Working in the Redwoods – 4, C/ de Lluís el Piadós, Arc de Triomf – Beautiful, handmade ceramics inspired by Mediterranean culture and made by Costa Brava-born Miriam Cernuda. At the back of the shop you can even see where she makes the minimalist, organic designs. workingintheredwoods.com
Chandal – 16 Carrer d’en Tantarantana, El Born – Stylish, colourful objects for kids and grown ups, from HAY candles and design mags to children’s books and wooden toys. chandal-tv
Londji – 49 Carrer de la Princesa, El Born – The most charming toys and jigsaw puzzles, you’re bound to find something unusual for a little one or a unique gift for a friend. londji.com
Barcelona travel guide
THINGS TO DO
Of course there are the obvious things like the Sagrada Familia to perhaps add to your list if you’re a first time visitor, but these listings offer art and culture in abundance, whether you’re an architecture geek or modern art aficionado.
Park Güell – Carmel Hill, Barcelona – Antoni Gaudi’s famous park, with an undulating, mosaic-clad terrace and spectacular views across the city. parkguell.org
Fundació Antoni Tàpies – 255, C/ d’Aragó – One for the minimalists out there; a modern gallery mainly focused on the work of Catalan painter Antoni Tàpies. fundaciotapies.org
Picasso Museum – 15-23, Carrer de Montcada – It was in Barcelona that Pablo Picasso spent is most formative years, staging his first individual exhibition at the now famous Els Quatre Gats. This museum was the first of its kind dedicated to the artist, spread across five adjoining medieval palaces in the old city. museupicasso.bcn
Fundació Joan Miró – Parc de Montjuïc – I didn’t actually get to this one but it’s nice to have something to come back to. Created by Miró in 1975, this museum has a focus on contemporary art as well as the work of Miró himself. There was an exhibition on Paul Klee while we were there. fmirobcn.org
Fundació Mies van der Rohe – 7 Av. Francesc Ferrer i Guàrdia – One for the architecture lovers; visit the reconstruction of the famous Barcelona pavilion, created by architect Mies van der Rohe and Lilly Reich for the Barcelona International Exhibition in 1929. FYI: it’s closed for the month of January 2023 for maintenance. miesbcn.com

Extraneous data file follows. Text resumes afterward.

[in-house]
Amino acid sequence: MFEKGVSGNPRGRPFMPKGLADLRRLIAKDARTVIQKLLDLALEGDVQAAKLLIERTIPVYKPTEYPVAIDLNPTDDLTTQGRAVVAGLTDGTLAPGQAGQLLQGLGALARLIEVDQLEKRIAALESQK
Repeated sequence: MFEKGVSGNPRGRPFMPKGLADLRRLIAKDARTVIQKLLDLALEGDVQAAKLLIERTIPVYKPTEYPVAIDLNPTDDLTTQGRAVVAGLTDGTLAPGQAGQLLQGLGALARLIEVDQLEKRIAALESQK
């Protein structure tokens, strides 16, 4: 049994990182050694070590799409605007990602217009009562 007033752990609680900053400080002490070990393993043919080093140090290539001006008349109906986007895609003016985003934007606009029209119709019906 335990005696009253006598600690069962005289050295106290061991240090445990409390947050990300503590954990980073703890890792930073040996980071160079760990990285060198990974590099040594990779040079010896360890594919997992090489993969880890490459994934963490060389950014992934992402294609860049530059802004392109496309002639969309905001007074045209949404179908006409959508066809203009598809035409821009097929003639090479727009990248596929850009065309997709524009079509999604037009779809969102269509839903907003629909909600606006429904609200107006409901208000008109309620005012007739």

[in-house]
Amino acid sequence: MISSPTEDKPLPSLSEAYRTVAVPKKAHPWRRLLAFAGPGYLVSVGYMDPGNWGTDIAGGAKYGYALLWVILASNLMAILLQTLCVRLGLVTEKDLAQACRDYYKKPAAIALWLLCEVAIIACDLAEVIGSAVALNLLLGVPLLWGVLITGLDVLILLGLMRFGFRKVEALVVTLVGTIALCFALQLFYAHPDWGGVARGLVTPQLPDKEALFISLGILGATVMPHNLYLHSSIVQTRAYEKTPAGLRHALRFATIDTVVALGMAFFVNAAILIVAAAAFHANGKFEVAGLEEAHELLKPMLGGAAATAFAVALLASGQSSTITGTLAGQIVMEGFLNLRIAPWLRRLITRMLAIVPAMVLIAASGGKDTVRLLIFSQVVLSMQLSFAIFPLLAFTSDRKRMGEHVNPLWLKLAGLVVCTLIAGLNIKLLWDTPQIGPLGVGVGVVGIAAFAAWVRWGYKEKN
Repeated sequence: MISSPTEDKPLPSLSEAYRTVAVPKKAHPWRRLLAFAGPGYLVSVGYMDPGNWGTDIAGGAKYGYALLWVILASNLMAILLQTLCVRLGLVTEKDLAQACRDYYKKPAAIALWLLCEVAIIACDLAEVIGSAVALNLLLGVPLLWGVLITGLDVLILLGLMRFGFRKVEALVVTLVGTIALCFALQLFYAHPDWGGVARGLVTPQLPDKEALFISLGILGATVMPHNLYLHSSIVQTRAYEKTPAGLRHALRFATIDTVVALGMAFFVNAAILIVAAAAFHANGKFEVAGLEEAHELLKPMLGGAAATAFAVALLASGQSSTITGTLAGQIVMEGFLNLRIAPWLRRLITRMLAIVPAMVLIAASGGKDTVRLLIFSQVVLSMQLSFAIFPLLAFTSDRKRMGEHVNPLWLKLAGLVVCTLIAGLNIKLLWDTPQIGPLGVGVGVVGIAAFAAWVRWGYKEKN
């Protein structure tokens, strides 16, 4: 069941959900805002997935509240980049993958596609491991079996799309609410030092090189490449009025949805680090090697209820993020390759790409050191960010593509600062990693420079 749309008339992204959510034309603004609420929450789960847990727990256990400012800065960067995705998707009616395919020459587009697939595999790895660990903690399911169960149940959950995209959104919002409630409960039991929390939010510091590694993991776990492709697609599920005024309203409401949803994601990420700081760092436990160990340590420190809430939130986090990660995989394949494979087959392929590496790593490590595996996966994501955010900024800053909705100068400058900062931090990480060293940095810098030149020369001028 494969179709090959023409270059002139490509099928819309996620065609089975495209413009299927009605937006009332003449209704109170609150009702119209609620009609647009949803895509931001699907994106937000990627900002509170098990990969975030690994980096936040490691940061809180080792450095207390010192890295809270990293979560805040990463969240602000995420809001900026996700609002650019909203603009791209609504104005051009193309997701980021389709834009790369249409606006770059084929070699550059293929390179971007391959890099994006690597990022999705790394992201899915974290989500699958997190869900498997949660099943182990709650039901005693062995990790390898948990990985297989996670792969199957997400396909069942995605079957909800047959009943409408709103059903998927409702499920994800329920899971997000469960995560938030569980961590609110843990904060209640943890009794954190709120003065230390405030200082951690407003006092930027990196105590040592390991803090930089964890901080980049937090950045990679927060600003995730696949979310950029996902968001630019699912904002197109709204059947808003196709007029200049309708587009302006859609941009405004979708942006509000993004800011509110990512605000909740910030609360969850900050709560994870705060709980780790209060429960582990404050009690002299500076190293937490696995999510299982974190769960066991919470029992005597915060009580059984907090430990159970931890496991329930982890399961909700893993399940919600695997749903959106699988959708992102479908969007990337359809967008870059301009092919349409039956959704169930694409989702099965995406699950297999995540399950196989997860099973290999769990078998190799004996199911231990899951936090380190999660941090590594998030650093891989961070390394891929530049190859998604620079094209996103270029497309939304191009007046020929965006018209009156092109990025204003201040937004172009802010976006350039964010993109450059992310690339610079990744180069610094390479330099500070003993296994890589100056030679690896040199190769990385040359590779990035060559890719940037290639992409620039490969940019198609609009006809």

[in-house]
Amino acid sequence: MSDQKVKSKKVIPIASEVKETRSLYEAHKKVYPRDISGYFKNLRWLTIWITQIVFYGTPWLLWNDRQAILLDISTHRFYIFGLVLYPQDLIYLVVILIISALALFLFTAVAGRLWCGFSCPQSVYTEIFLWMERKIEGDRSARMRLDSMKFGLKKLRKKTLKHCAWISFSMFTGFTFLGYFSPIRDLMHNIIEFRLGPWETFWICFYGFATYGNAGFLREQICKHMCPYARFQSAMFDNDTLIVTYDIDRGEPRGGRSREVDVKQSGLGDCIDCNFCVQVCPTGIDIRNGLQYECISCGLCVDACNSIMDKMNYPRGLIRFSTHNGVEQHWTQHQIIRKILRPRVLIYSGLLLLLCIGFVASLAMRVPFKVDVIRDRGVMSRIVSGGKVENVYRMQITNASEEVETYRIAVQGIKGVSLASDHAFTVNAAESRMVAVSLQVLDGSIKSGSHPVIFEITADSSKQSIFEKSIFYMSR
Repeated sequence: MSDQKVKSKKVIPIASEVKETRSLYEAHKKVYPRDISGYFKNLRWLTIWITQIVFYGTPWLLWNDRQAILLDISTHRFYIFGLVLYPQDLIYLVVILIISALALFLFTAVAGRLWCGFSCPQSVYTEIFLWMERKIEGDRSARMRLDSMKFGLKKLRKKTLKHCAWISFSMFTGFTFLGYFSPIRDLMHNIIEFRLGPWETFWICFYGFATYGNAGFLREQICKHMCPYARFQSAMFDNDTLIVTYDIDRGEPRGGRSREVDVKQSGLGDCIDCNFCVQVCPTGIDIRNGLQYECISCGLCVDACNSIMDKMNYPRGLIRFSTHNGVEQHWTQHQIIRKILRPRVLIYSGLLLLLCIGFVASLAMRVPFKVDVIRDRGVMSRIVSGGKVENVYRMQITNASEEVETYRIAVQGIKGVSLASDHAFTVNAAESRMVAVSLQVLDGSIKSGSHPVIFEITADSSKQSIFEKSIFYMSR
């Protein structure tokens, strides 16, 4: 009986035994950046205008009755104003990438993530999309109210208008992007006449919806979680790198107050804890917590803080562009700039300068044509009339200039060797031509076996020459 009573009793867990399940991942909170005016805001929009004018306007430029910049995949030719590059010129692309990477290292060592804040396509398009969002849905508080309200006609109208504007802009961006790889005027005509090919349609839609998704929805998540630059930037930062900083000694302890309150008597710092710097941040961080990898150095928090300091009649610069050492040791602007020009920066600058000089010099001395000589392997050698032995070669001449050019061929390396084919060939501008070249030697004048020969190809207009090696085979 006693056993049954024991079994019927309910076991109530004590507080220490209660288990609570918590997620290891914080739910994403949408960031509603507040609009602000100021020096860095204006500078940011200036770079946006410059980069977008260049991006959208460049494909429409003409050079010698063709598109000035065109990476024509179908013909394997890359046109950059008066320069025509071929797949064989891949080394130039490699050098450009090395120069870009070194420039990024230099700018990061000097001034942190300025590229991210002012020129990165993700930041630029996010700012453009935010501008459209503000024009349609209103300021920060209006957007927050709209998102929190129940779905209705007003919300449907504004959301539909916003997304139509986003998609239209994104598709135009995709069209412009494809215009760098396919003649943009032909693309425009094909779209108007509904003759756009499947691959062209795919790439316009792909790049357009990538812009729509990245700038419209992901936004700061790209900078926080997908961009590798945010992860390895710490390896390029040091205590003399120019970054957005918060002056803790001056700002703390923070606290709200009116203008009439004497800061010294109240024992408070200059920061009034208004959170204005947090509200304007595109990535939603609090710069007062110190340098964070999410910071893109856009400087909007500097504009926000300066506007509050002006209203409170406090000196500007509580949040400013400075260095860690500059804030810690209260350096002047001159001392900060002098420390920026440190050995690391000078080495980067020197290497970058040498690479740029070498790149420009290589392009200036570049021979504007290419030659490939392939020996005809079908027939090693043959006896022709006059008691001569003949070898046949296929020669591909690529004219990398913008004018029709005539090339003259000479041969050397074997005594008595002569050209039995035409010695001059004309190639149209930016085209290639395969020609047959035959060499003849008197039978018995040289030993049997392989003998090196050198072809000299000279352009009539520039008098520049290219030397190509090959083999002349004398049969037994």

MACBA – 1 Plaça dels Àngels – Museum of Contemporary Art Barcelona is housed in a minimalist building by Richard Meier and features a collection of contemporary works from the 1920s onwards. macba.cat
Moco Museum – 25, Carrer de Montcada – A bit style over substance, but worth a visit nonetheless if contemporary and street art are your thing. It’s got a few Instagram moments that’s for sure. mocomuseum.com
Barcelona travel guide
KID FRIENDLY FINDS
If you’re got little ones, these should be top of your to do list. My favourite tip would be to head to Parc Glòries for a space age play park, then stop off at nearby The Hoxton for a drink.
L’Aquàrium de Barcelona – del Port Vell, Moll d’Espanya – apparently one of Europe’s largest aquariums, located in the old harbour. The centrepiece is an 80m-long underwater tunnel through the shark basin. aquariumbcn.com
Various playgrounds, Passeig de Sant Joan – Passeig de Sant Joan – A long central promenade with a series of small parks; there’s one in the middle with a sand pit and lots of plastic toys left for children to play with.
Playground, Plaça de la Sagrada Familia – Sagrada Familia – A children’s playground with the spectacular backdrop of Gaudí’s Sagrada Familia. Keeps everyone happy.
Parc Infantil Glòries – Plaça de les Glòries Catalanes – A hilly, undulating park with a range of slides at different heights, opened not long ago in 2019. Fun for all the family.
CaixaForum – 6-8 Av. Francesc Ferrer i Guàrdia – A cultural centre in a former Modernist textile factory in the the Montjuïc area, with exhibitions on everything from Egyptian mummies to famous comics. caixaforum.org/es/barcelona
Barcelona Zoo – Parc de la Ciutadella – Does what it says on the tin; a zoo in the Parc de la Ciutadella, with giraffes, lions and African elephants. zoobarcelona.cat
I hope that’s given you the inspiration to book a trip to sunny Barcelona, whether it’s for a kid-friendly break or not. It’s perfect for a winter escape and it even got me tempted to thinking about moving somewhere where it doesn’t rain all the time! A girl can dream…